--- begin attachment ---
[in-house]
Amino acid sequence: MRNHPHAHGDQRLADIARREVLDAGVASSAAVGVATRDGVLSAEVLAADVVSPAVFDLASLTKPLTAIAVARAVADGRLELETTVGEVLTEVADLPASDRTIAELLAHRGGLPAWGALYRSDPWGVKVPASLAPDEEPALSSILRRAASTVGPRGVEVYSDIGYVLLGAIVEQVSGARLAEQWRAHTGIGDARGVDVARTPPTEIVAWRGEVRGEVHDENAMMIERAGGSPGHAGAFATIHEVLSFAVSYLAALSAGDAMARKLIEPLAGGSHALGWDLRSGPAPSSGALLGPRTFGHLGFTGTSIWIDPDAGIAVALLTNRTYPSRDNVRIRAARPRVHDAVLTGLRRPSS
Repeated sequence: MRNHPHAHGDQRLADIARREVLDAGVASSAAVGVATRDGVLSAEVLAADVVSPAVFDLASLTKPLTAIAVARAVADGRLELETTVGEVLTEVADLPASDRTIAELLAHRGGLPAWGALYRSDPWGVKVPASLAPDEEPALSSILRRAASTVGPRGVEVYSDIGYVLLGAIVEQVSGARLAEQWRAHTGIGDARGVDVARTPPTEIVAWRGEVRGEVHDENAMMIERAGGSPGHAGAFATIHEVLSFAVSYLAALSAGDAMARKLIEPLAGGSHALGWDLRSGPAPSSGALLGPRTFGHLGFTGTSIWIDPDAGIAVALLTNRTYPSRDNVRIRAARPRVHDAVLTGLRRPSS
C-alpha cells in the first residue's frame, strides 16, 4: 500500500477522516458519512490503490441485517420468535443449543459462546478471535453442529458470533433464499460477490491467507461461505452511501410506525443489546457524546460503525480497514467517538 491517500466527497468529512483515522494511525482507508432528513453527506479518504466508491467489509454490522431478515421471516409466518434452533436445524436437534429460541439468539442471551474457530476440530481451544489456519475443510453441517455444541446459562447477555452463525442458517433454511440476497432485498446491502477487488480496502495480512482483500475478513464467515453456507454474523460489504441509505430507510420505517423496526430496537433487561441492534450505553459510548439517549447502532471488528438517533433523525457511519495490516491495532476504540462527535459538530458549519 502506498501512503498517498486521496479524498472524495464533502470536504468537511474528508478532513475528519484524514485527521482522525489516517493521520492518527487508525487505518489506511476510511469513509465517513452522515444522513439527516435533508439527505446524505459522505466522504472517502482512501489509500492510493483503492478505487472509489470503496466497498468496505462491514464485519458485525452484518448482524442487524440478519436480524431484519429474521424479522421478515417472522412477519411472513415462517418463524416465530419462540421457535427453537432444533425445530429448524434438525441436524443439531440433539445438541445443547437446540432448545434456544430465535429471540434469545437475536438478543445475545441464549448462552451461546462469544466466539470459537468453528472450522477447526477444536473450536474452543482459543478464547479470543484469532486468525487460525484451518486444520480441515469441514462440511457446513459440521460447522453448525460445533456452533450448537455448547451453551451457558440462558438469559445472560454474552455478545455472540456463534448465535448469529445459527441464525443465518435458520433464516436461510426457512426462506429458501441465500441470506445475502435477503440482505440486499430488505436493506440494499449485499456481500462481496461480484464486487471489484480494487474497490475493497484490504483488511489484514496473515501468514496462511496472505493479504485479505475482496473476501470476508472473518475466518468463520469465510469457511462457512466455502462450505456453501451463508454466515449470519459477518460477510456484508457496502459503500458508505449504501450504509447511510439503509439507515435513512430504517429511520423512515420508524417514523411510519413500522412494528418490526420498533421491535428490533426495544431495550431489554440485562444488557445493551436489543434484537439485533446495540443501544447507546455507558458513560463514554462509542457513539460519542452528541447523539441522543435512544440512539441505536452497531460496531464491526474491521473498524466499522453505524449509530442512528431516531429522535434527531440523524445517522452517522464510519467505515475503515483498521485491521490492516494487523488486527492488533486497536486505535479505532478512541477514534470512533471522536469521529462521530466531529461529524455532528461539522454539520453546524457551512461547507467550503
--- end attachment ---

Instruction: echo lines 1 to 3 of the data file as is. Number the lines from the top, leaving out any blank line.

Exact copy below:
[in-house]
Amino acid sequence: MRNHPHAHGDQRLADIARREVLDAGVASSAAVGVATRDGVLSAEVLAADVVSPAVFDLASLTKPLTAIAVARAVADGRLELETTVGEVLTEVADLPASDRTIAELLAHRGGLPAWGALYRSDPWGVKVPASLAPDEEPALSSILRRAASTVGPRGVEVYSDIGYVLLGAIVEQVSGARLAEQWRAHTGIGDARGVDVARTPPTEIVAWRGEVRGEVHDENAMMIERAGGSPGHAGAFATIHEVLSFAVSYLAALSAGDAMARKLIEPLAGGSHALGWDLRSGPAPSSGALLGPRTFGHLGFTGTSIWIDPDAGIAVALLTNRTYPSRDNVRIRAARPRVHDAVLTGLRRPSS
Repeated sequence: MRNHPHAHGDQRLADIARREVLDAGVASSAAVGVATRDGVLSAEVLAADVVSPAVFDLASLTKPLTAIAVARAVADGRLELETTVGEVLTEVADLPASDRTIAELLAHRGGLPAWGALYRSDPWGVKVPASLAPDEEPALSSILRRAASTVGPRGVEVYSDIGYVLLGAIVEQVSGARLAEQWRAHTGIGDARGVDVARTPPTEIVAWRGEVRGEVHDENAMMIERAGGSPGHAGAFATIHEVLSFAVSYLAALSAGDAMARKLIEPLAGGSHALGWDLRSGPAPSSGALLGPRTFGHLGFTGTSIWIDPDAGIAVALLTNRTYPSRDNVRIRAARPRVHDAVLTGLRRPSS